France's National Front Continue To Ride High, Taking Two Senate Seats

France's National Front Continue To Ride High, Taking Two Senate Seats

In a further blow to his credibility, French President Francois Hollande’s ruling Socialist Party has lost control of France’s Senate, allowing the National Front to pick up seats for the first time. The victory for the far right party marks their third significant electoral gain this year, and confirms their ascent into mainstream French politics.

As the results were announced, the National Front was jubilant. Their leader Marine Le Pen, who is credited for turning the party around and making it a credible force in French politics, hailed the result as “a great victory, an absolutely historic victory”, which would be a “breath of fresh air in a rather sleepy chamber”.

“With every day that passes, our ideas are making progress,” she told BFMTV. In March, the party took control of twelve municipalities, and just two months later stormed into the lead in the European Elections, knocking the centre right UMP (former President Nicolas Sarkozy’s party) into second place.

One of the two new Nationalist Senators is the Mayor of Fréjus, one of the municipalities gained back in March. At 26 years old the Mayor, David Rachline, is France’s youngest ever Senator elected. His new colleague is Stéphane Ravier from Marseilles, another National Front stronghold in the south of France.

Speaking to the media after his election, Ravier said: “There’s just one more door to open, the Elysée [the Presidential Palace]. In 2017 we’ll have Marine Le Pen to do it.” A poll conducted earlier this month showed that Le Pen could be in a position to beat Hollande in the second round of voting for the next Presidential elections.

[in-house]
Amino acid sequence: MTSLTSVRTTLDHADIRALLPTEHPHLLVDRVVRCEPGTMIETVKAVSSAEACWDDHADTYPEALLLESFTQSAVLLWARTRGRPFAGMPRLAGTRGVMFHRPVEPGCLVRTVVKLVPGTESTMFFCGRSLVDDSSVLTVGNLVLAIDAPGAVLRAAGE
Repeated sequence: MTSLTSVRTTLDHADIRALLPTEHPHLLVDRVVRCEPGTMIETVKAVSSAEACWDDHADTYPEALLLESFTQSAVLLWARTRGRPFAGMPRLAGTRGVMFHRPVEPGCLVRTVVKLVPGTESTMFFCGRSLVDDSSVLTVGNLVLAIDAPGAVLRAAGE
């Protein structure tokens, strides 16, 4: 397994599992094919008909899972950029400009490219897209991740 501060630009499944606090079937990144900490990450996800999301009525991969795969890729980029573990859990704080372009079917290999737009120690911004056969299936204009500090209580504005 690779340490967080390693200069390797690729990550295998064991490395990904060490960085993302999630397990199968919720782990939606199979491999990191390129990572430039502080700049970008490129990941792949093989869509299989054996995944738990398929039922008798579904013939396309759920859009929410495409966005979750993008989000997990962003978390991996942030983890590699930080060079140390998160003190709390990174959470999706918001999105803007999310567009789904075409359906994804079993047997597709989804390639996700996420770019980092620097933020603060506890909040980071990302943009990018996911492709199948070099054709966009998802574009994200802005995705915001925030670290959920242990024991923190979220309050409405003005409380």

Sunday’s Senate vote saw half of the 348 seat chamber up for re-election under a revised format first introduced in 2004. Senators hold six year terms, and are Senators are elected by around 88,000 ‘grands électeurs’ made up of various councillors, mayors, and members of the national assembly rather than a universal suffrage.

The election also saw the demise of the Socialist party’s coalition, which included Green and Communist members. Three years ago, the Socialists took the Senate for the first time ever since the founding of the Fifth Republic in 1958. A the time Hollande was celebratory, crowing “Nicolas Sarkozy will go down in history as the president who lost the right its majority in the Senate.” Yet the tables are now turning as Sarkozy, spurred on by his party retaking control in coalition with the centrist UDI (together they took 188 seats, 13 more than were needed for a majority), is planning to run for leadership of the UMP.  

A new Senate leader will be chosen from the UMP contingent to succeed socialist Jean-Pierre Bel.

The loss is yet another blow for the failing Hollande administration, which has been beset by soaring unemployment, a huge and growing deficit, unpopularity over heavy taxes and, most recently, a scandal in which Hollande’s ex-partner accused him of being a ‘caviar socialist’ who mocks the poor.

Hollande’s popularity is now at an unprecedented low of just 13%.  


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